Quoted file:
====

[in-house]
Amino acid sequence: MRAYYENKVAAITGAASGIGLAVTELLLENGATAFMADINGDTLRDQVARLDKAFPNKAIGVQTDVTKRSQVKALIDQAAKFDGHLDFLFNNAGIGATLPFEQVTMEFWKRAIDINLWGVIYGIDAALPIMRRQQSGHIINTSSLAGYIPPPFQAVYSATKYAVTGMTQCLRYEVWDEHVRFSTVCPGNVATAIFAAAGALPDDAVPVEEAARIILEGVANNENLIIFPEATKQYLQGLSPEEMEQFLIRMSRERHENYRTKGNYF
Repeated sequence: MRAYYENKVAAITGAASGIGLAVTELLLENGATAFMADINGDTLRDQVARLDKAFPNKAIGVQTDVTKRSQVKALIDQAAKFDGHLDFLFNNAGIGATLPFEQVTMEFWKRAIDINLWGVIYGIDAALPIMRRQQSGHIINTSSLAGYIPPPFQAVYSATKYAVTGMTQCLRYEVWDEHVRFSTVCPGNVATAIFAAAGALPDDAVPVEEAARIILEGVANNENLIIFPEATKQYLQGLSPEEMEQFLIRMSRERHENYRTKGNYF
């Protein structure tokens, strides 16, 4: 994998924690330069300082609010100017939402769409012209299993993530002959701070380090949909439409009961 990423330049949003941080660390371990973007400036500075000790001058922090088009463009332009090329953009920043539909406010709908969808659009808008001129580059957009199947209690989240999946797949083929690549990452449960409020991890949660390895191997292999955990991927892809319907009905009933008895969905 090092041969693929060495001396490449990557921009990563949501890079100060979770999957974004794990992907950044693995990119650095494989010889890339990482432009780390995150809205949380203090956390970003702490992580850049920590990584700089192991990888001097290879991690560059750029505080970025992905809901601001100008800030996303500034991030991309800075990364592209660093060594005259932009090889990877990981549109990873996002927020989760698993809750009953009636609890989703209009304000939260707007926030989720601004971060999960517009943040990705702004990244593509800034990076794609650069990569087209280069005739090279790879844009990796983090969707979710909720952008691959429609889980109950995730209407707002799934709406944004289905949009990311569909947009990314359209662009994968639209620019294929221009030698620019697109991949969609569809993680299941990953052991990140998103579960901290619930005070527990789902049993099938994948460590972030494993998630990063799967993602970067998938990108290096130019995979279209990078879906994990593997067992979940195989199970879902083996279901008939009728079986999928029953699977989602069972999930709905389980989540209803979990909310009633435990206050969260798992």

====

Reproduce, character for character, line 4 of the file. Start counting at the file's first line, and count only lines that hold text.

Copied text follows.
């Protein structure tokens, strides 16, 4: 994998924690330069300082609010100017939402769409012209299993993530002959701070380090949909439409009961 990423330049949003941080660390371990973007400036500075000790001058922090088009463009332009090329953009920043539909406010709908969808659009808008001129580059957009199947209690989240999946797949083929690549990452449960409020991890949660390895191997292999955990991927892809319907009905009933008895969905 090092041969693929060495001396490449990557921009990563949501890079100060979770999957974004794990992907950044693995990119650095494989010889890339990482432009780390995150809205949380203090956390970003702490992580850049920590990584700089192991990888001097290879991690560059750029505080970025992905809901601001100008800030996303500034991030991309800075990364592209660093060594005259932009090889990877990981549109990873996002927020989760698993809750009953009636609890989703209009304000939260707007926030989720601004971060999960517009943040990705702004990244593509800034990076794609650069990569087209280069005739090279790879844009990796983090969707979710909720952008691959429609889980109950995730209407707002799934709406944004289905949009990311569909947009990314359209662009994968639209620019294929221009030698620019697109991949969609569809993680299941990953052991990140998103579960901290619930005070527990789902049993099938994948460590972030494993998630990063799967993602970067998938990108290096130019995979279209990078879906994990593997067992979940195989199970879902083996279901008939009728079986999928029953699977989602069972999930709905389980989540209803979990909310009633435990206050969260798992």